Milestone View in Basecamp

Also available in the free version are whiteboards and chat sessions through 37Signal’s other products.

Does this seem simplistic? It does and that is the beauty in the approach. Once you spend a day setting up a project in Basecamp you will come to appreciate the simple and effective way it allows communication, tracking tasks and deadlines. You can share documents, work on versions and even chat with other members. Email reminders simple screens make sure confusion and updating is an easy task.

In summary, Basecamp insures you spend your time working on what is important and provides non-obtrusive support for your project planning needs.

When teaching Project Management, I often have the feeling I am struggling to make the class interesting and relevant.   Since my audience consists of senior undergraduate level students and it is a required course I face two hurdles:  1) Many would not choose this course if they did not have to take it; 2) Most (99%) have no experience in Project Management, even as someone who had worked under a project manager.   I do have an occasional adult student who has some experience.   So enough whining, what is my point anyway…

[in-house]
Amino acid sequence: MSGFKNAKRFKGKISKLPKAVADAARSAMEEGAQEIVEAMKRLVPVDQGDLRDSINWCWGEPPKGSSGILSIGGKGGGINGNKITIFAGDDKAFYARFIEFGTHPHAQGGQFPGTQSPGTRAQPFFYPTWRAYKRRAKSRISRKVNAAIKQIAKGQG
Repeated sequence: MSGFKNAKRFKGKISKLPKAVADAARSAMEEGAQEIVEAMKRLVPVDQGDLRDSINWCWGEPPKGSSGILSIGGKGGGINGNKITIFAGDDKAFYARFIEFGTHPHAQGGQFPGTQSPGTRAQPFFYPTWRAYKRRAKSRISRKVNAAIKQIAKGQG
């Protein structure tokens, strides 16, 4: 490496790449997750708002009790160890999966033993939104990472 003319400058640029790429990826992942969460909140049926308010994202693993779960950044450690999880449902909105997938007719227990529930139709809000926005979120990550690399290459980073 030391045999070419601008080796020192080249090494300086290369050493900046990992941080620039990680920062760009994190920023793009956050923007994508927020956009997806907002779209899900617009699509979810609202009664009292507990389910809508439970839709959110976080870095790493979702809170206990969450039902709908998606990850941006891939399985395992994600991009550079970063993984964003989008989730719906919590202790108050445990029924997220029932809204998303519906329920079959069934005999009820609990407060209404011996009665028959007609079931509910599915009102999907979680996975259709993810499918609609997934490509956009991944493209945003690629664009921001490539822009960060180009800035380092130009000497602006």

I do stick pretty close to the book with my lectures, the very good book from Kathy Schwalbe, I am always giving a lot of thought to what I can do as a value-add and make the course more interesting.   Most of these students have not started their careers yet, not even sure where they want to go with their careers and certainly are not looking for a PMP certification.  One thing I do is assign a group exercise where they are required to research and present an assigned topic such as eXtreme Programming, RUP, Scrum, MSF (Microsoft Solutions Framework, etc.   This gives them an insight into the software developmnent lifecycle and differing methodologies.

Since the book mainly uses MS Project as a software project planning software example, I have decided this semester to show some other examples.   I am not knocking MS Project, I also decided to go over some lightweight methods of organizing projects verse the heavier method MS Project provides.

So, I have chosen two examples.   These are:

1) Basecamp – a blurb taken from their website states: Basecamp turns project management and collaboration on its head. Instead of Gantt charts, fancy graphs, and stats-heavy spreadsheets, Basecamp offers message boards, to-do lists, simple scheduling, collaborative writing, live chat, and file sharing.